Higher annual rainfall tipped


Higher annual rainfall tipped

NB (Read this article carefully, there will still be drought periods in Southern Australia)

Brendan O’Keefe | August 04, 2009

Article from:  The Australian

AUSTRALIA’S annual rainfall will increase by an average 8.4mm by 2099, according to results from computer models that have been brought under the one roof for the first time.

Two academics from the Australian National University, Michael Roderick and Wee Lo Lim, have crunched the numbers from 39 models run by organisations such as Australia’s CSIRO and its equivalents in France, Canada, Germany, Japan, the US and Britain to produce a downloadable book that shows all their predictions individually and averaged.

The book and e-book, An Atlas of the Global Water Cycle, will be launched today at the university.

Dr Roderick and Mr Lim calculated that, by 2099, Australia’s nationwide rainfall will have increased by an average of 8.4mm. But include an extra 11.2mm of evaporation across the country and the final result is a loss of 2.8mm.


Globally, rainfall is predicted to increase by an average of 46.9mm.

The Australian averages hide wider predicted regional variations. According to the data, by 2099, the Top End will be receiving 50-100mm more rain than the 1970-1999 average.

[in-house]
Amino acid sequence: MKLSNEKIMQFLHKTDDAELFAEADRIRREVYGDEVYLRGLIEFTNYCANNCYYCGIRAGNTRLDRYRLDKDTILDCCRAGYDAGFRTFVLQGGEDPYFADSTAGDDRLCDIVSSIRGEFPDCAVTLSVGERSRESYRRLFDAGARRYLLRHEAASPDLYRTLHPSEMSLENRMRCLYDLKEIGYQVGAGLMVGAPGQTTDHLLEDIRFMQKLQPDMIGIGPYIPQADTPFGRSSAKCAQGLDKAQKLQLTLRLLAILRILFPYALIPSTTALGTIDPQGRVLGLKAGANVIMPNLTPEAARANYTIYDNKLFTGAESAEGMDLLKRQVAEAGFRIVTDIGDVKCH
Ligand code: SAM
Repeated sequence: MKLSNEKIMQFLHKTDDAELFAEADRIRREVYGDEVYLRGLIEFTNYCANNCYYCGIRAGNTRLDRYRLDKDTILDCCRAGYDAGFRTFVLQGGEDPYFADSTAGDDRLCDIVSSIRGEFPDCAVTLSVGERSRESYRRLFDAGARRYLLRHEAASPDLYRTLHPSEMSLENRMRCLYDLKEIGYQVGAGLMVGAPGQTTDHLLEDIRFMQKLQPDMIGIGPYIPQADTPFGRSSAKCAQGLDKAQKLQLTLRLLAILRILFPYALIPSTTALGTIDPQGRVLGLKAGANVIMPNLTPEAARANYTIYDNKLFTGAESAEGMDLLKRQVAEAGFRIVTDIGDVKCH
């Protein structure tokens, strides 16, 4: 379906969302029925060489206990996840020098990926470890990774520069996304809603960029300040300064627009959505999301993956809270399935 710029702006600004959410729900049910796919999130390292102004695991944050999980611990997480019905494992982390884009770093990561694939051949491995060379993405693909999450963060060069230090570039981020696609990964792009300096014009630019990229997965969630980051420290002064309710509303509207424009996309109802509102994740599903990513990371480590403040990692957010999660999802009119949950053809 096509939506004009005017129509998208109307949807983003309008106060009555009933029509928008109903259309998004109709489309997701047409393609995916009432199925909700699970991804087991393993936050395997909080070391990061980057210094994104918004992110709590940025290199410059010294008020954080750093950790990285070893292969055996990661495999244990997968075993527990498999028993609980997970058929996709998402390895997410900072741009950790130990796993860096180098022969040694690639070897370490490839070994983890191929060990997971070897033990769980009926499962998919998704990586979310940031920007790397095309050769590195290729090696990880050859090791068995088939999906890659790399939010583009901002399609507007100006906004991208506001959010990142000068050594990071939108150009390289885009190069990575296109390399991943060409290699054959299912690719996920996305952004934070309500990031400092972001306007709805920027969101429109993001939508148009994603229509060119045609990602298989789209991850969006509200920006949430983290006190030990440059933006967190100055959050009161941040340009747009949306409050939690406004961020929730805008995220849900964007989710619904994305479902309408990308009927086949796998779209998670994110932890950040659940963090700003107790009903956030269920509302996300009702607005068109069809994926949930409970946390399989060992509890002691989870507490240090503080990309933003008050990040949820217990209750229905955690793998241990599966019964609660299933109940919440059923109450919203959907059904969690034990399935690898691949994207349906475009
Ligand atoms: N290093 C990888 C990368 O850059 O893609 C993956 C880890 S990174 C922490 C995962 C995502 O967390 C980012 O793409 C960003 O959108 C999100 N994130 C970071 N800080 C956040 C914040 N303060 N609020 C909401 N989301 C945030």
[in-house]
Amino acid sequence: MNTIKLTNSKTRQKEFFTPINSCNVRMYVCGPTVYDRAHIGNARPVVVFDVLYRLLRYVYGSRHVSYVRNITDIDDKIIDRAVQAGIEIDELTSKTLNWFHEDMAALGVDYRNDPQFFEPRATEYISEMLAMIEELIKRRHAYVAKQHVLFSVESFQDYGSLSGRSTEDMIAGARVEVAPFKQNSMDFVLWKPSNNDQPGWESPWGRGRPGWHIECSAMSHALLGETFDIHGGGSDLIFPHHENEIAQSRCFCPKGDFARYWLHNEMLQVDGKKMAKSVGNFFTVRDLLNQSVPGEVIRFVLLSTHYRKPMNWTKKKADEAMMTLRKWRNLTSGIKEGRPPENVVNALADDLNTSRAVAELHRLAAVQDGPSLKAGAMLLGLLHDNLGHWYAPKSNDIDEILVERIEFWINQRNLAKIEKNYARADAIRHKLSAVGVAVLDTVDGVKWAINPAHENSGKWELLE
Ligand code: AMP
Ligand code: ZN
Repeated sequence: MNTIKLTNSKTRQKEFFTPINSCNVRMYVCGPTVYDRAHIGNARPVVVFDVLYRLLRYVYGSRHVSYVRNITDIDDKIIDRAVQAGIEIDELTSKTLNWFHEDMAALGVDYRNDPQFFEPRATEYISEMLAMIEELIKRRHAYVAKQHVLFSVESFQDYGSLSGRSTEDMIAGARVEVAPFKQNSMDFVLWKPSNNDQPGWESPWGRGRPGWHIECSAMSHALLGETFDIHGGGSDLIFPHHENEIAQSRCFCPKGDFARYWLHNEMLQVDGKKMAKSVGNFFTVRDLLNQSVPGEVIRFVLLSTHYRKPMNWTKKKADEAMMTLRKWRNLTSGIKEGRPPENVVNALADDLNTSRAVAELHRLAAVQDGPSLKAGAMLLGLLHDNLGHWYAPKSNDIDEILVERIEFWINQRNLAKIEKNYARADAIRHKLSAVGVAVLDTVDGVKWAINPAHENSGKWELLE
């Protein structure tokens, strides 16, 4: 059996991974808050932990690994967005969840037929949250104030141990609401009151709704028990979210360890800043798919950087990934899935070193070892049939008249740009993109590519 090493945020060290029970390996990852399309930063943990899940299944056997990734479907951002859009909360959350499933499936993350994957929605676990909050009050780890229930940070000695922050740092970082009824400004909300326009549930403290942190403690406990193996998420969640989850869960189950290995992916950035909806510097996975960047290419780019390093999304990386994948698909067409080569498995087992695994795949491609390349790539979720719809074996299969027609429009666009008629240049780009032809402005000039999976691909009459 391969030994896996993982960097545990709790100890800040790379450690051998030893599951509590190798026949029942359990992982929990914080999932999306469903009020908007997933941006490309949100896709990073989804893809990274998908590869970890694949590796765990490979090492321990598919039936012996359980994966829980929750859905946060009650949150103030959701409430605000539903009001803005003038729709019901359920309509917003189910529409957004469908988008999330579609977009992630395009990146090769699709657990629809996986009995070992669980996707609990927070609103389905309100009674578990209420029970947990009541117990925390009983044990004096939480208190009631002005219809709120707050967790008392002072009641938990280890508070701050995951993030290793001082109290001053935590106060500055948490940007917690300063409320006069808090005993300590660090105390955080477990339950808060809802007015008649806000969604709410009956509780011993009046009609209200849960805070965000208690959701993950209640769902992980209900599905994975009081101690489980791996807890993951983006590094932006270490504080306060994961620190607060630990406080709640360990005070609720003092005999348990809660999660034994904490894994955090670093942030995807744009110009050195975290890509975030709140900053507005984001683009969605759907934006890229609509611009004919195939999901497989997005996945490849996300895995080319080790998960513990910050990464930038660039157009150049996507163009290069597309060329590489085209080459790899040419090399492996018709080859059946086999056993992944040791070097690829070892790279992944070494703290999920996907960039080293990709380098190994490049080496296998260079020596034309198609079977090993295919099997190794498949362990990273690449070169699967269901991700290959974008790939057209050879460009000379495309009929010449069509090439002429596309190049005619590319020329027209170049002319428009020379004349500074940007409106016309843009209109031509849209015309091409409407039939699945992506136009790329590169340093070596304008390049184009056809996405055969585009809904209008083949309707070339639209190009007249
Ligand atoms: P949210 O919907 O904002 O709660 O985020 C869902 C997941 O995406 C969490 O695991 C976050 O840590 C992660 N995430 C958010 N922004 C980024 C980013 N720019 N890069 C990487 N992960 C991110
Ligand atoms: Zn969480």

All of Victoria, and most of South Australia and Western Australia, will receive up to 50mm a year less than now.

Eastern Tasmania will receive up to 50mm less and the western half of the state will receive 50-100mm less.

One Japanese model predicts 149.7mm more rain by 2099 across Australia and one German model predicts 128.1mm less per year. Australia’s long-term, nationwide rainfall average is about 450mm a year.

Dr Roderick said the compilation of the data was an objective work. “There’s no interpretation,” he said. “This is straight out what they (the models) say.”

He said scientists did not (openly) put more stock in some models over others but “the science is being done at the moment” on which model made the best projections.

All 39 models predict more rainfall across the globe, over land and sea.

Dr Roderick said the information could be useful for people such as farmers and water engineers. “(This work) will allow people to see all the individual runs of models,” he said.

“Here you can see for yourself and people can download a digital copy for free.”

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